K: K was my little sweetheart this year. She was always the first to partner up with A when no one else wanted to, with the patience of someone beyond her years (sometimes more patience for him than I had). K was a strong reader, but her math and writing skills were below grade-level throughout the year. K did everything at her own pace, sometimes going slower than molasses on a cold winter day, erasing and re-writing, and erasing, and re-writing, and erasing… well you get the drift. I definitely spent a lot of the year cheering her on and encouraging her, butting heads with K when I encouraged her independence and productivity in a timely manner. K was one of the more sensitive children in the class, often breaking down when she didn’t know something or had trouble mastering a concept. K taught me how to find the balance between being stern but also being nurturing. K made me a better teacher, constantly forcing me to find ways to make myself a more effective teacher to those learning below level.
Best K moment of the year definitely happened after she had been sick for a day and came back to school the next day. I told K I was so upset and sad that she wasn’t in school and spent the whole day crying. K looked at me and said, “Ms. Smith, I wasn’t grumpy or sad I couldn’t see you yesterday because I had a beautiful picture of you in my mind all day so I was happy!”
J: Oh J! My little class clown and Spongebob fanatic. J was always the first one to crack a joke or find someone a way to make someone smile. She had an uncanny ability to relate everything to a Spongebob episode and really showed me how purposeful interest-driven instruction can be. Watching J walk into school in the morning for the before-school program was always a show and full of melodrama. I have never seen someone walk so slow or sluggish before in his or her life. Pretty sure I could have done at least 10 laps in the hallway before J got her little butt down to my classroom. J was one of my top 3 strongest readers, devouring books like it was her job. The stories she wrote always included her own little J twist and while reading them aloud, it was hard not picturing J in my mind. Math was more of a struggle for J, often taking her more time and energy. She enjoyed rushing through her tests without asking for help, teaching me the importance of taking the extra effort to read test questions to those who need it. Towards the end of the year J tried to test me and “the system” with her temper tantrums, turning into a statue and curling into a ball when she didn’t get her way. Providing J with an outlet to express herself and feelings before she broke down and had a tantrum worked wonders and she was tantrum free for the last month of the year. While other teachers at first saw it as a way for J to remove herself from the whole group lesson to write down little things, after using it for a week the novelty wore off and J only used it when really necessary, and by the end of two weeks J no longer need to use it, instead seeking me out to tell me how she was feeling to avoid a tantrum. J taught me how to respond to the ever-changing emotions and needs of my students.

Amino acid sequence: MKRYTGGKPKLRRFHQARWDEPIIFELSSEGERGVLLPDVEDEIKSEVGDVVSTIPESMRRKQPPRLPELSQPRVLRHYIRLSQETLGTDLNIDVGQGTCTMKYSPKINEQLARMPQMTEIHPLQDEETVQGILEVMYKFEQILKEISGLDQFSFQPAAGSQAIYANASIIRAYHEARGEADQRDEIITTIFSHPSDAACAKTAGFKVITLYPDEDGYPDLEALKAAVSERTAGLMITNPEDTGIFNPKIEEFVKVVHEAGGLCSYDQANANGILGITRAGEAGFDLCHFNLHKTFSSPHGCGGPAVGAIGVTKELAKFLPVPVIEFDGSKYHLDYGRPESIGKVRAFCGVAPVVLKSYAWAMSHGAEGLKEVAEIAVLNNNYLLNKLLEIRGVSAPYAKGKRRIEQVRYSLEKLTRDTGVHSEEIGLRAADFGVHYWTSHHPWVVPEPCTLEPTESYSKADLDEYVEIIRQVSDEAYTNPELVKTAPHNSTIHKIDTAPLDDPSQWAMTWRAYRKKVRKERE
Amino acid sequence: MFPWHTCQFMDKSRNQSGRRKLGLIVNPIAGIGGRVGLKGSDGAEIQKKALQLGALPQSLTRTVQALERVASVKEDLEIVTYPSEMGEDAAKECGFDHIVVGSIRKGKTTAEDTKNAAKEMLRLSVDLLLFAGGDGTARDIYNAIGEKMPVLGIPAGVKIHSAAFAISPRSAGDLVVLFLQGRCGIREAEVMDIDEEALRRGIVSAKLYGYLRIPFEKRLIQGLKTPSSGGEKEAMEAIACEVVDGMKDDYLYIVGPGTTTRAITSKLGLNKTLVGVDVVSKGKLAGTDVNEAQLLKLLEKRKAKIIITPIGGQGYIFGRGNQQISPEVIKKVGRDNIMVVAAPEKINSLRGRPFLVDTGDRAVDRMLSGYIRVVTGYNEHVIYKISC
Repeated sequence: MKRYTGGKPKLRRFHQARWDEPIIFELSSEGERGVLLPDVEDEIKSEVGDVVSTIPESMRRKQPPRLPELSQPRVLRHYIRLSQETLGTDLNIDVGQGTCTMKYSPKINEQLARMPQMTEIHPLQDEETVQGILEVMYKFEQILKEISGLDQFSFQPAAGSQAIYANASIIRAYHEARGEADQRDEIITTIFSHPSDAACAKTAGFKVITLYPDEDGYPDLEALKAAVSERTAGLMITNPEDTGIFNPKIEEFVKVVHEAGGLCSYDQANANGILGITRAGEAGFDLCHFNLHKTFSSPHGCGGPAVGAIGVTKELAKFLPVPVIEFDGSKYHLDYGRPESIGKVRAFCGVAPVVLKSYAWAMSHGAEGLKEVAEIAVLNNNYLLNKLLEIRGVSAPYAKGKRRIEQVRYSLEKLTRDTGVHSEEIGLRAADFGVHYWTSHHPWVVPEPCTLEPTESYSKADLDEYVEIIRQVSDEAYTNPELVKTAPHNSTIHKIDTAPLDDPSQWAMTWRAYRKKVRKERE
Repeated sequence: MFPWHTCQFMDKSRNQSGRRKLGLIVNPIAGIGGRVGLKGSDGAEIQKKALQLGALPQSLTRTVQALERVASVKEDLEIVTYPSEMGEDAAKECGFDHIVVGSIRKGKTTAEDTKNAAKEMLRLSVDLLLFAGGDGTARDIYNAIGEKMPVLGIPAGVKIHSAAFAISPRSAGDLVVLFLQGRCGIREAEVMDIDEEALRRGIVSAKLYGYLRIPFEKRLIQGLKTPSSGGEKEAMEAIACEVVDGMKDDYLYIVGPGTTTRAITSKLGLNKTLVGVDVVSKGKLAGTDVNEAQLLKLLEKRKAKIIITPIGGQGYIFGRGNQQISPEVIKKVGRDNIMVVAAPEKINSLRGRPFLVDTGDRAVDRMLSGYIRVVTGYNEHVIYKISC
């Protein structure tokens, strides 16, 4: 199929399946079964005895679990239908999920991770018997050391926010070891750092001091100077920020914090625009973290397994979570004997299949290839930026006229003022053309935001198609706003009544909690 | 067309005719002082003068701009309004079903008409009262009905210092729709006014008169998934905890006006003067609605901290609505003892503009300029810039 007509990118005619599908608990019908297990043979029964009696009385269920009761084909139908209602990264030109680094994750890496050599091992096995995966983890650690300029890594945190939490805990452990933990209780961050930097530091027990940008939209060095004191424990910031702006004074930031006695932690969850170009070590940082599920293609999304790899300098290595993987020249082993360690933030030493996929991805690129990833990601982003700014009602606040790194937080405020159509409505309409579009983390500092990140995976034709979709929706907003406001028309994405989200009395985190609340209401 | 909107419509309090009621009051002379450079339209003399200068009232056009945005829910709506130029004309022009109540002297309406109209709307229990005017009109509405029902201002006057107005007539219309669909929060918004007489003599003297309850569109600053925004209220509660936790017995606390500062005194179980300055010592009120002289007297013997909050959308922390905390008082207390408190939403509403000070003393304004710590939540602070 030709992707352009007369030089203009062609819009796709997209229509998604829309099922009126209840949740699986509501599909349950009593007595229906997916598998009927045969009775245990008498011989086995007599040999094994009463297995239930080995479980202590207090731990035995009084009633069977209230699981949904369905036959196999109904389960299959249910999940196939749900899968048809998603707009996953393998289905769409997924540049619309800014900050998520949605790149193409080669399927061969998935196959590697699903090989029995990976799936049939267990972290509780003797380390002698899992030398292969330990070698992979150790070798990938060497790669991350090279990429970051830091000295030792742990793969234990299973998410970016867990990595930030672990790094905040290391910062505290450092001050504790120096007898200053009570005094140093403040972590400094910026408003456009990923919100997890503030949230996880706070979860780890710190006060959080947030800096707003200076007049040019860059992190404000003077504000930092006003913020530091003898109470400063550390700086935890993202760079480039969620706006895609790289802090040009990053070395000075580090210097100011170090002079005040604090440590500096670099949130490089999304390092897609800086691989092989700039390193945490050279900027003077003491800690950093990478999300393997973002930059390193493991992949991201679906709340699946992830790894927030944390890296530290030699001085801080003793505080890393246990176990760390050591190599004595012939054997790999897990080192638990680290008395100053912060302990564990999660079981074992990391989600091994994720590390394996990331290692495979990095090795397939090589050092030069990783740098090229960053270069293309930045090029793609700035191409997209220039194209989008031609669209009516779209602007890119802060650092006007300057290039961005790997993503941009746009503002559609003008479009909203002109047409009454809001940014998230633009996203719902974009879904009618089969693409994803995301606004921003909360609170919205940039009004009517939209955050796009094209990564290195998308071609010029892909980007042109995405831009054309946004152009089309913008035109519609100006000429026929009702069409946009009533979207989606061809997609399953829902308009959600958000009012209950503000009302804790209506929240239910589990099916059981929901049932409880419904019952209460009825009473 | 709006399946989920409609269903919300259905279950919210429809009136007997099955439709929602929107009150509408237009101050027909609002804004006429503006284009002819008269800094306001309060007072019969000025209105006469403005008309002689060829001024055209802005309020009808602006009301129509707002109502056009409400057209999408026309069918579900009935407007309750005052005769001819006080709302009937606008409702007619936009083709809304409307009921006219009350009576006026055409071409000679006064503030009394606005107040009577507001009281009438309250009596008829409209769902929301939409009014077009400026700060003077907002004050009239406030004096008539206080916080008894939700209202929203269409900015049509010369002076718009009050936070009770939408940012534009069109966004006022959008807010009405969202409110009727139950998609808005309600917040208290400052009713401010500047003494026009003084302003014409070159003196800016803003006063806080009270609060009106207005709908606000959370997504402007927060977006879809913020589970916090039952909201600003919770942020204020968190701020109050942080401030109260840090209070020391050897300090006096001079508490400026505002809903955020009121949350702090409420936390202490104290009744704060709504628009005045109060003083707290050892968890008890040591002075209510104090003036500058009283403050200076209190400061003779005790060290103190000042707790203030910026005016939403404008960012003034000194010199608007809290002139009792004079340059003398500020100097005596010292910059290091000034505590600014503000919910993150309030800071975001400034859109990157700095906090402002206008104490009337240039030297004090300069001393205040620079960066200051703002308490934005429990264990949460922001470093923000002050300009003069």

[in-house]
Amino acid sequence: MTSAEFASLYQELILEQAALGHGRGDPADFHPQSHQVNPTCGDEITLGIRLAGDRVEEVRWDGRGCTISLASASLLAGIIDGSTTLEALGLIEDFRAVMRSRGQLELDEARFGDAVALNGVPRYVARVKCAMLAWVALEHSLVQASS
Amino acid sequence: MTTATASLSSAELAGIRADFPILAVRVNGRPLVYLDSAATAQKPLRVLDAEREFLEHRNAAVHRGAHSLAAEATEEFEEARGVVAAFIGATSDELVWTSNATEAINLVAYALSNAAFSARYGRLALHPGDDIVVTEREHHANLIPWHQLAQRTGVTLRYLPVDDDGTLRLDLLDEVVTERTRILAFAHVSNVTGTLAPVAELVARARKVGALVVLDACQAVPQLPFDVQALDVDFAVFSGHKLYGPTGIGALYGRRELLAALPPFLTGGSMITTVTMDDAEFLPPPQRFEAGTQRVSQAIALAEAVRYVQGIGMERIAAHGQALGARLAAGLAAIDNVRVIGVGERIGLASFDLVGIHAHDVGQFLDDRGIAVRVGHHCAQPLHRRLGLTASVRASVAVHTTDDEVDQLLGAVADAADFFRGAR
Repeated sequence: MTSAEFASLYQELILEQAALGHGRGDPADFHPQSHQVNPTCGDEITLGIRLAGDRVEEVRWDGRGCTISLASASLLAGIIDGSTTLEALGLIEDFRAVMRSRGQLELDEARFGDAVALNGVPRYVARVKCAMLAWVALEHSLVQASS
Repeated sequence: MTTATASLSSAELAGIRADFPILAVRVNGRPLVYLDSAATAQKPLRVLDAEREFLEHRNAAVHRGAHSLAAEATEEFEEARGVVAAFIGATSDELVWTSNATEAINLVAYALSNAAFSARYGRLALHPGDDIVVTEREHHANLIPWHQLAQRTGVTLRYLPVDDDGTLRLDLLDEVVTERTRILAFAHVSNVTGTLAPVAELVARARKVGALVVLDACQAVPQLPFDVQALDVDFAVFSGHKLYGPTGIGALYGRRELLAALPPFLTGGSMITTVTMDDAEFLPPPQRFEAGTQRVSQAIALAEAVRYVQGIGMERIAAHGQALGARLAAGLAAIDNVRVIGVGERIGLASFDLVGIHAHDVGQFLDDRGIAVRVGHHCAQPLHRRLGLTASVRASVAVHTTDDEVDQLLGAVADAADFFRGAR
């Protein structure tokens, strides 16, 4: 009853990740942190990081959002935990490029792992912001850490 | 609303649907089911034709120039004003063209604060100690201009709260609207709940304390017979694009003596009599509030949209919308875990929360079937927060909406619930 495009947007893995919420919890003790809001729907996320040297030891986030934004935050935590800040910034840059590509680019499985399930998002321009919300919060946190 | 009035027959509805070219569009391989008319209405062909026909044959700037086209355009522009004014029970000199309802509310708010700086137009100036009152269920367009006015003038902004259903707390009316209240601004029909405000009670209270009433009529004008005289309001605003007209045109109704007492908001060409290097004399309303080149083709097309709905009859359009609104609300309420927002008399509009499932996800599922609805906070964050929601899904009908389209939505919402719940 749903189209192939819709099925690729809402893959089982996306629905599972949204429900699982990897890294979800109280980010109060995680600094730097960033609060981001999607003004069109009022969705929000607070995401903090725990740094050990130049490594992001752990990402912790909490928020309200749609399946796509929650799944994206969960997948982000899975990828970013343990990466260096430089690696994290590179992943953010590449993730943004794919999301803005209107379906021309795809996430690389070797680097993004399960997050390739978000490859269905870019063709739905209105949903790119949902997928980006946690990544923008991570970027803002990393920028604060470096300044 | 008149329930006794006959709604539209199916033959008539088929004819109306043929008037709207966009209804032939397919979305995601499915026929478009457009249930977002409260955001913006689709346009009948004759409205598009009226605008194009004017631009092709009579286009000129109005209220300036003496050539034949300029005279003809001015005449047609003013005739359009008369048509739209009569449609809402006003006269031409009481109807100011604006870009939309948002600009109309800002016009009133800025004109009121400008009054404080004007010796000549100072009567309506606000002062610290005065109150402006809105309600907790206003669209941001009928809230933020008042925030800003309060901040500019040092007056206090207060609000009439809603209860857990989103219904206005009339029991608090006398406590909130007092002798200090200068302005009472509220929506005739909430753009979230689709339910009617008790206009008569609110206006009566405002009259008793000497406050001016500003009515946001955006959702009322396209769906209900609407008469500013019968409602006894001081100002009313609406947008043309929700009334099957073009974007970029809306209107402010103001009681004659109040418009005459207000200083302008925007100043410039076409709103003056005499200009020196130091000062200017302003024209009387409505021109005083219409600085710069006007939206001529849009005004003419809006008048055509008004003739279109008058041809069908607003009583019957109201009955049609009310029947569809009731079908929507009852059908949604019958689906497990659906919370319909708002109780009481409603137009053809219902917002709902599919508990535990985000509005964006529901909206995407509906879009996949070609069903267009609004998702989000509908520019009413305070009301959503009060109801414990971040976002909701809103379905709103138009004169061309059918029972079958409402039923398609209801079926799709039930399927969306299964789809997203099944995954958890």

My favorite J moment that just truly captured J in all of her glory happened early one morning before school started. I was getting breakfast ready for my pumpkins in the before-program when I turn around to see J passed out, face down on the carpet. After the initial sheer panic and terror left my body (not every day a child decides to sleep face first with her arms and legs spread out on the carpet, emulating a dead body perfectly) I asked J what was wrong. She told me that she had to get up early and was tired, so tired that she fell asleep in the bathroom while brushing her teeth. Yup, that was my J!